1. “Why Chris Evans Is Retiring, And Why Other Actors Might Follow Suit.” Gabe Toro on what it means that the actor is quiting acting.
“No one is weeping for these people, who are gorgeous, wake up gorgeous and go to sleep richer. Especially not Chris Evans, who now gets to pursue the dream of directing, one he’ll live out by directing another film at the end of this year. He credits Captain America for the opportunity, saying, ’Without these movies, I wouldn’t be directing. They gave me enough overseas recognition to greenlight a movie.’ But he then adds, ’And if I’m speaking extremely candidly, it’s going to continue to do that for as long as the Marvel contract runs… If I’m acting at all, it’s going to be under Marvel contract, or I’m going to be directing. I can’t see myself pursuing acting strictly outside of what I’m contractually obligated to do.’ Chris Evans is a wonderful onscreen presence, an actor of great skill and dexterity, not to mention starling beauty. You’d hate to think that playing a superhero has extinguished any desire he might have to appear before the camera. Don’t be surprised if he’s not the last actor to feel this way.”
2. ”Girls/Fish Tank.” Adam Nayman on Girls (episode: “One Man’s Trash”) and Fish Tank.
“One of the biggest bugaboos for Girls’ critics has been its allegedly mindless treatment of class, and yet ’One Man’s Trash’ is hardly subtle on this point: in the same way that the fit, fiscally solid Joshua represents an upgrade on Hannah’s other romantic prospects, so too does his brownstone appear as a buttress against the menialness of her job and living situation. When Hannah finally freaks Joshua out by talking relentlessly about her baroque sexual experiences (’One time I asked someone to punch me in the chest and then come on that spot’), she seems to be subconsciously sabotaging her idyll, which ends shortly thereafter.”
3. “Eye Candy.” The pleasure we take in beauty must have been shaped by evolution—but what adaptive advantage did it give us?
“Aesthetic pleasure is activity-focused, like cuddling, not drive-actuated or end-directed, like eating. The activity it accompanies is what I would generically call ’contemplation’. You are listening to an aria by Rossini or the sound of a nightingale; you are looking at the Rocky Mountains or a painting by Ingres: aesthetic pleasure tells you that this contemplative engagement is worthwhile, to keep on doing it—but not for some immediate result. By contrast I can take pleasure in looking at the Rocky Mountains for different reasons—that are not aesthetic. Catching sight of the Mountains, I might be elated that my long journey to the ski-slopes is finally coming to an end. Aesthetic pleasure by contrast, is pleasure in just looking at something, or listening to it, or pleasure in contemplating its qualities. Aesthetic pleasure motivates you to keep looking; it doesn’t tell you that the object of your contemplation is good for anything other than contemplation.”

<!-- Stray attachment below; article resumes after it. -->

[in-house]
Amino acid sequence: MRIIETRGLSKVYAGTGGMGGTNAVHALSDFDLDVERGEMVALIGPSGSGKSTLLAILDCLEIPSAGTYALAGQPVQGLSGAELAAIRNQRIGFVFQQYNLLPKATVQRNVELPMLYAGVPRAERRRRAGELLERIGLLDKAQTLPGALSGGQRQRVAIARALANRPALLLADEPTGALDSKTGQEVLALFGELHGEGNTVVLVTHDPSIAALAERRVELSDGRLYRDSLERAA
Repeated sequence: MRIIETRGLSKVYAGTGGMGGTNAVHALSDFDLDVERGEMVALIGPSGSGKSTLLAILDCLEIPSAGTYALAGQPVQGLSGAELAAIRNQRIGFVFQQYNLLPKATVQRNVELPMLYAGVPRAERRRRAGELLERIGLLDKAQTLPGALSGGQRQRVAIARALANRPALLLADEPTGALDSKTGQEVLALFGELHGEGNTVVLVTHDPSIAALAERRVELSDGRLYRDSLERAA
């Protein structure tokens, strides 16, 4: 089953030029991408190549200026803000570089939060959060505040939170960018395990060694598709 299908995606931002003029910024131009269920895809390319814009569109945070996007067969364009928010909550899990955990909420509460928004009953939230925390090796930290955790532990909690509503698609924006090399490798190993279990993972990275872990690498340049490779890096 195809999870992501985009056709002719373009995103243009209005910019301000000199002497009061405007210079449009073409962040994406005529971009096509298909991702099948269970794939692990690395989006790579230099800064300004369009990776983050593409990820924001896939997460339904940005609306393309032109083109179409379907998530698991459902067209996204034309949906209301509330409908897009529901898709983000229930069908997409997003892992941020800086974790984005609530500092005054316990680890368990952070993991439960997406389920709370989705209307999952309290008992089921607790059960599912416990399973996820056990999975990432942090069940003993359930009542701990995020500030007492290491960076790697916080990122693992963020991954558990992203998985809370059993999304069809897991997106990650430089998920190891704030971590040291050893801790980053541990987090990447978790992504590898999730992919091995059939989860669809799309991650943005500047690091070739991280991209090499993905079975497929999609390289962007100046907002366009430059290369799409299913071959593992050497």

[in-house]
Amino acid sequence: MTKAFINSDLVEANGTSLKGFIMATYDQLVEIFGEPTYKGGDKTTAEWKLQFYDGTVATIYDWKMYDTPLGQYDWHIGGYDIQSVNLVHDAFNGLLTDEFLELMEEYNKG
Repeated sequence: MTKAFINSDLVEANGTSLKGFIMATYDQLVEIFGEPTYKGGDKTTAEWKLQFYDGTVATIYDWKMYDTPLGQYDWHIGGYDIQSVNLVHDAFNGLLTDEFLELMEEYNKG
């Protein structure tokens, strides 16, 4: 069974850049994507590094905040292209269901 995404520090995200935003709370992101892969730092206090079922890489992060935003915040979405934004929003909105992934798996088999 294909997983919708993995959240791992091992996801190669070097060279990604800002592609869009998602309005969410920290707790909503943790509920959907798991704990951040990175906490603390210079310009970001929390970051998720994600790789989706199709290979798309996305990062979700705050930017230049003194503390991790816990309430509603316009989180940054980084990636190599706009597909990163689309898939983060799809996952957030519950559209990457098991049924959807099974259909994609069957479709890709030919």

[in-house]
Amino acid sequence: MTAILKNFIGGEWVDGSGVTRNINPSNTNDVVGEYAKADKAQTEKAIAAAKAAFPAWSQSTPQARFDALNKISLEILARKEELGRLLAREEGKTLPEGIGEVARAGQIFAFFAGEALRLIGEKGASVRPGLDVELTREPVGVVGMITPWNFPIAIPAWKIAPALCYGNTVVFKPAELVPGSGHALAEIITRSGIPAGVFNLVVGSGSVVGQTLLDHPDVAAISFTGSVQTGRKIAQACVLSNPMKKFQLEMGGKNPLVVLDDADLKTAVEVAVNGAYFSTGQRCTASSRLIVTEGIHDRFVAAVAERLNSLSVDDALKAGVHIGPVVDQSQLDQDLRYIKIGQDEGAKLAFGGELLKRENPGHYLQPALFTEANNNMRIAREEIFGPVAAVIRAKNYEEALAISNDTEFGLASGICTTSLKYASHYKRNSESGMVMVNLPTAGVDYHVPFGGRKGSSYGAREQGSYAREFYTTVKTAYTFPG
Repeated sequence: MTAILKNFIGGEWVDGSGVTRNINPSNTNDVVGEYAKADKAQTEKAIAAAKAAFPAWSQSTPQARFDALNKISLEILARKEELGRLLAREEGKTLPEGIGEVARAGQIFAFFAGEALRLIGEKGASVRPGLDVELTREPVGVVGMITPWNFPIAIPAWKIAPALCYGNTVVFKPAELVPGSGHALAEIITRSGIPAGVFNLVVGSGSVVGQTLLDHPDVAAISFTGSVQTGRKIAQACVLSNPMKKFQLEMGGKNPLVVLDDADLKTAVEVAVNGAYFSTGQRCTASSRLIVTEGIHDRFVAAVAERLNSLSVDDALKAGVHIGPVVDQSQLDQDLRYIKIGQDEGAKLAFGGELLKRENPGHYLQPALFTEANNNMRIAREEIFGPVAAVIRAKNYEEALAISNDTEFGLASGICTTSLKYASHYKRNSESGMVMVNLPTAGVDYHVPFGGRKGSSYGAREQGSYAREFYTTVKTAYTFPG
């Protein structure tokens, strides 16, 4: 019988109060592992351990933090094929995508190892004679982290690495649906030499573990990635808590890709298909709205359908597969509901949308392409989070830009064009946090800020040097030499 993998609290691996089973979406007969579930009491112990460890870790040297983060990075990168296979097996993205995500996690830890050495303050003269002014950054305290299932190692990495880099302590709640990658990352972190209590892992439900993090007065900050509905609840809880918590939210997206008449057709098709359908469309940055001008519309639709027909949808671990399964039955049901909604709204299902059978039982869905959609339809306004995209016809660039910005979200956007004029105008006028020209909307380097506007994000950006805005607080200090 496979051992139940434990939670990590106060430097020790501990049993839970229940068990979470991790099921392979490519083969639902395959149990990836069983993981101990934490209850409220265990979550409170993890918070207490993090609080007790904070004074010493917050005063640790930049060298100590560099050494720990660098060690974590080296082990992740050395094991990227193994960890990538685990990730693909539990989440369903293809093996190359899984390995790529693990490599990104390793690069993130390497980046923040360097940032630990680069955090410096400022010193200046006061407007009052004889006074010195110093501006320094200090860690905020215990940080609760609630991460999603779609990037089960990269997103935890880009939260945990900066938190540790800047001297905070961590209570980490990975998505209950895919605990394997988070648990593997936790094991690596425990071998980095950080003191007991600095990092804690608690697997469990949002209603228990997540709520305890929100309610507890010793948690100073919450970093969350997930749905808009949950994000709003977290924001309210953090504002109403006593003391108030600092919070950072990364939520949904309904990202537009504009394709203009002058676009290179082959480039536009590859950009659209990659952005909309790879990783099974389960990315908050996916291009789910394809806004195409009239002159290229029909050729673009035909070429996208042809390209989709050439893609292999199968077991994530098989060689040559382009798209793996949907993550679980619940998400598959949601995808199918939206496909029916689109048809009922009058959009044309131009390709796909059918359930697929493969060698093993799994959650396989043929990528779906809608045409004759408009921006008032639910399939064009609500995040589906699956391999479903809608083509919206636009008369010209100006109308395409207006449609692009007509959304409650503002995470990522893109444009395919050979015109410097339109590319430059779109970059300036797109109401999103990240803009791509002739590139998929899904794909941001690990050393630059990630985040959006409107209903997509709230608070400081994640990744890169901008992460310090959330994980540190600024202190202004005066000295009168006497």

4. “Please, Critics, Write About the Filmmaking.” Matt Zoller Seitz schools critics who’re not discussing aesthetics in their reviews.
“During any given week it’s possible to read tens of thousands of words of evaluation and analysis about this show or that movie, in reputable mainstream publications with strict editorial standards and on personal blogs where writers are theoretically free to write about whatever they want, in any manner they choose, without ever coming across one sentence that delves into form in any detail. If you know me personally—or even virtually—you know how much this pisses me off. Movies and television are visual art forms, and aural art forms. They are not just about plot, characterization and theme. Analytical writing about movies and TV should incorporate some discussion of the means by which the plot is advanced, the characters developed, the themes explored. It should devote some space, some small bit of the word count, to the compositions, the cutting, the music, the decor, the lighting, the overall rhythm and mood of the piece.”
5. “Passing Notes…on Paul Thomas Anderson’s The Master.” Carson Lund and Kenji Fujishima revisit the film in the wake of Philip Seymour Hoffman’s death.
“The film as a whole does a terrific job of concealing the schematics of its overarching shape (basically a veiled three-act structure) in favor of a loose flow of events, which inspires a feeling that the future is unpredictable; this is especially true of its first thirty minutes, prior to Freddie and Dodd’s meeting. Here, Anderson strings together a series of vignettes of Freddie bumming around with unfulfilling temp jobs, concocting strains of toxic hooch out of whatever chemicals may be nearby (a gig as a department store photographer yields him what look like lethal doses of photo developing fluids), and making clumsy stabs at much-needed sex. Greenwood’s score—a spellbinding chorus of glockenspiel arpeggios, interrupted occasionally by a percussive thwack of a bad guitar string that suggests someone hitting their head into a wall (and even portends that behavior from Freddie later in the film)—acts as a running thread binding these plotless episodes together. No routine is established, nothing is permanent, and life flows like a rambling daydream.”
Video of the Day: 24: Live Another Day gets a new action-packed trailer:
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